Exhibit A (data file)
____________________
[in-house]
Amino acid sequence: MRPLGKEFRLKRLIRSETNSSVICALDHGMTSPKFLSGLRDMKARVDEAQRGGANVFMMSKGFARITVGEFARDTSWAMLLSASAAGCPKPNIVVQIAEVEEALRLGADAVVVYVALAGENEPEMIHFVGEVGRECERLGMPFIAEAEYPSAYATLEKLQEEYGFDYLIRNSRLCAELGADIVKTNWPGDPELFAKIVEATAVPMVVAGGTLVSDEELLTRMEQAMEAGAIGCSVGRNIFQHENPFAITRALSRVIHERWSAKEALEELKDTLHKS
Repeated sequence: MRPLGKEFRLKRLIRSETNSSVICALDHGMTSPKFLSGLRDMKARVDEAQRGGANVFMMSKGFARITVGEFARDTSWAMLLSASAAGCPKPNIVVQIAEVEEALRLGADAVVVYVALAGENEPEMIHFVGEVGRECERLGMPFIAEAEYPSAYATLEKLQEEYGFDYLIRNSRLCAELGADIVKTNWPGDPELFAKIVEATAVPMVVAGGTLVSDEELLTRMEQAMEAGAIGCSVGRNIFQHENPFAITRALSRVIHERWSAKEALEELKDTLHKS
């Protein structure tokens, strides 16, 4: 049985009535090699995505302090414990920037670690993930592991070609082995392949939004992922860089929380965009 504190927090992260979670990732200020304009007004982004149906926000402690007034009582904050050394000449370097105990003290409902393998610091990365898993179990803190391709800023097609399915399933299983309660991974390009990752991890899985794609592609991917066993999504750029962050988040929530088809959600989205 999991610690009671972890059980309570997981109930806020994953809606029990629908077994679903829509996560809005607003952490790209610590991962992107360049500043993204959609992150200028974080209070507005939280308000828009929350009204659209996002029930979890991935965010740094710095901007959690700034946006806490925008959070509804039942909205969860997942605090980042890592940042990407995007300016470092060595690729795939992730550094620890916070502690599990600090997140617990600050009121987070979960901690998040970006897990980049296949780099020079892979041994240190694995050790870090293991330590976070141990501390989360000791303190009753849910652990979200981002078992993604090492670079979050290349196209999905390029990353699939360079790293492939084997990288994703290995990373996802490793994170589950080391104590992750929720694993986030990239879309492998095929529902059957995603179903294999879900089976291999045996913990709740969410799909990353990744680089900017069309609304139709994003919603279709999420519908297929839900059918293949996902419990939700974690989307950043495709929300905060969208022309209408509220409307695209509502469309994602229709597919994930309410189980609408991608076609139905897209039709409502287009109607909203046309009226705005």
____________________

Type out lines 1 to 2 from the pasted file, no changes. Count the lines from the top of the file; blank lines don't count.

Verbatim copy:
[in-house]
Amino acid sequence: MRPLGKEFRLKRLIRSETNSSVICALDHGMTSPKFLSGLRDMKARVDEAQRGGANVFMMSKGFARITVGEFARDTSWAMLLSASAAGCPKPNIVVQIAEVEEALRLGADAVVVYVALAGENEPEMIHFVGEVGRECERLGMPFIAEAEYPSAYATLEKLQEEYGFDYLIRNSRLCAELGADIVKTNWPGDPELFAKIVEATAVPMVVAGGTLVSDEELLTRMEQAMEAGAIGCSVGRNIFQHENPFAITRALSRVIHERWSAKEALEELKDTLHKS